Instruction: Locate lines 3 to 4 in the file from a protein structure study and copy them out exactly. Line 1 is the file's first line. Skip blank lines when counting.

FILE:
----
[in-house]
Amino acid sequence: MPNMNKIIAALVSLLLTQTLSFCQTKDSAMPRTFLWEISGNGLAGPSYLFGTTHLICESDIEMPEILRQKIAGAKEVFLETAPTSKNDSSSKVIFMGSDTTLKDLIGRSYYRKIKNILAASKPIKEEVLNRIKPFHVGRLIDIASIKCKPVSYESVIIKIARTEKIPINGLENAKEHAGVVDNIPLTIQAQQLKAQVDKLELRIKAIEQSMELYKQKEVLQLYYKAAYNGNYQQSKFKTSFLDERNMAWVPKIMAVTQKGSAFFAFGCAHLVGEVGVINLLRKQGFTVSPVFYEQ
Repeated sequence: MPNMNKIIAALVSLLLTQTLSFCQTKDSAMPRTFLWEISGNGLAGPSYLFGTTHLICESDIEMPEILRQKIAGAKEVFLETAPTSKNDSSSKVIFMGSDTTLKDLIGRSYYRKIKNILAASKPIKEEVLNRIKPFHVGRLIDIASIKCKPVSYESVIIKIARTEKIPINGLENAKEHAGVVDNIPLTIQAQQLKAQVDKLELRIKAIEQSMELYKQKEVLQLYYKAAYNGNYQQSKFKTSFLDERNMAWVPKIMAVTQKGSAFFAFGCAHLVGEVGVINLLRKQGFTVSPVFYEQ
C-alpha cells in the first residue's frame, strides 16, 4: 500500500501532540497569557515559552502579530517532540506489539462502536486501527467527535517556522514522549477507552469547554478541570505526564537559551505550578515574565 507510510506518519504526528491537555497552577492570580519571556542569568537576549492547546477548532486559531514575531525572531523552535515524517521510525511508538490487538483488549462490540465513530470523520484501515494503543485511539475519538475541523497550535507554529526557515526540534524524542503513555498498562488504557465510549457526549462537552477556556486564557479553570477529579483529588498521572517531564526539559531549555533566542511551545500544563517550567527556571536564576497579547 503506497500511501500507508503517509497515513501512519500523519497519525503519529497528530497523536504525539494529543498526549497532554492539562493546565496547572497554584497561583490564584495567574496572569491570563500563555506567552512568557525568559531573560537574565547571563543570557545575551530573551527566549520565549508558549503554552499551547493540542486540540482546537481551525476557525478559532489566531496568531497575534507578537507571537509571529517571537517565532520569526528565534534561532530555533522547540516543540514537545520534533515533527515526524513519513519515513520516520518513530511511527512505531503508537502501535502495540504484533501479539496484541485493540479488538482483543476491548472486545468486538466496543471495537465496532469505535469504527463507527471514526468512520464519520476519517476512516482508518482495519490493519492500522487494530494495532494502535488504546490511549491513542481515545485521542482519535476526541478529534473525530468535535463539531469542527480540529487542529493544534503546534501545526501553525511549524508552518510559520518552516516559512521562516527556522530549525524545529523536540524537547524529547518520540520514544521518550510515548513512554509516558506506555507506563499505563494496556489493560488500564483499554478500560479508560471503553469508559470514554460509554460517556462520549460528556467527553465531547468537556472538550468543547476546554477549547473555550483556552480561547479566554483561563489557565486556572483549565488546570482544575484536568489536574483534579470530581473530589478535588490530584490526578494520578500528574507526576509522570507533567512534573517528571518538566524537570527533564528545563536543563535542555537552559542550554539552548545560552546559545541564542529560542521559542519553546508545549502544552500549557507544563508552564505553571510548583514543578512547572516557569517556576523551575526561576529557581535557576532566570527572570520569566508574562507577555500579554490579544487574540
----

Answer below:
Repeated sequence: MPNMNKIIAALVSLLLTQTLSFCQTKDSAMPRTFLWEISGNGLAGPSYLFGTTHLICESDIEMPEILRQKIAGAKEVFLETAPTSKNDSSSKVIFMGSDTTLKDLIGRSYYRKIKNILAASKPIKEEVLNRIKPFHVGRLIDIASIKCKPVSYESVIIKIARTEKIPINGLENAKEHAGVVDNIPLTIQAQQLKAQVDKLELRIKAIEQSMELYKQKEVLQLYYKAAYNGNYQQSKFKTSFLDERNMAWVPKIMAVTQKGSAFFAFGCAHLVGEVGVINLLRKQGFTVSPVFYEQ
C-alpha cells in the first residue's frame, strides 16, 4: 500500500501532540497569557515559552502579530517532540506489539462502536486501527467527535517556522514522549477507552469547554478541570505526564537559551505550578515574565 507510510506518519504526528491537555497552577492570580519571556542569568537576549492547546477548532486559531514575531525572531523552535515524517521510525511508538490487538483488549462490540465513530470523520484501515494503543485511539475519538475541523497550535507554529526557515526540534524524542503513555498498562488504557465510549457526549462537552477556556486564557479553570477529579483529588498521572517531564526539559531549555533566542511551545500544563517550567527556571536564576497579547 503506497500511501500507508503517509497515513501512519500523519497519525503519529497528530497523536504525539494529543498526549497532554492539562493546565496547572497554584497561583490564584495567574496572569491570563500563555506567552512568557525568559531573560537574565547571563543570557545575551530573551527566549520565549508558549503554552499551547493540542486540540482546537481551525476557525478559532489566531496568531497575534507578537507571537509571529517571537517565532520569526528565534534561532530555533522547540516543540514537545520534533515533527515526524513519513519515513520516520518513530511511527512505531503508537502501535502495540504484533501479539496484541485493540479488538482483543476491548472486545468486538466496543471495537465496532469505535469504527463507527471514526468512520464519520476519517476512516482508518482495519490493519492500522487494530494495532494502535488504546490511549491513542481515545485521542482519535476526541478529534473525530468535535463539531469542527480540529487542529493544534503546534501545526501553525511549524508552518510559520518552516516559512521562516527556522530549525524545529523536540524537547524529547518520540520514544521518550510515548513512554509516558506506555507506563499505563494496556489493560488500564483499554478500560479508560471503553469508559470514554460509554460517556462520549460528556467527553465531547468537556472538550468543547476546554477549547473555550483556552480561547479566554483561563489557565486556572483549565488546570482544575484536568489536574483534579470530581473530589478535588490530584490526578494520578500528574507526576509522570507533567512534573517528571518538566524537570527533564528545563536543563535542555537552559542550554539552548545560552546559545541564542529560542521559542519553546508545549502544552500549557507544563508552564505553571510548583514543578512547572516557569517556576523551575526561576529557581535557576532566570527572570520569566508574562507577555500579554490579544487574540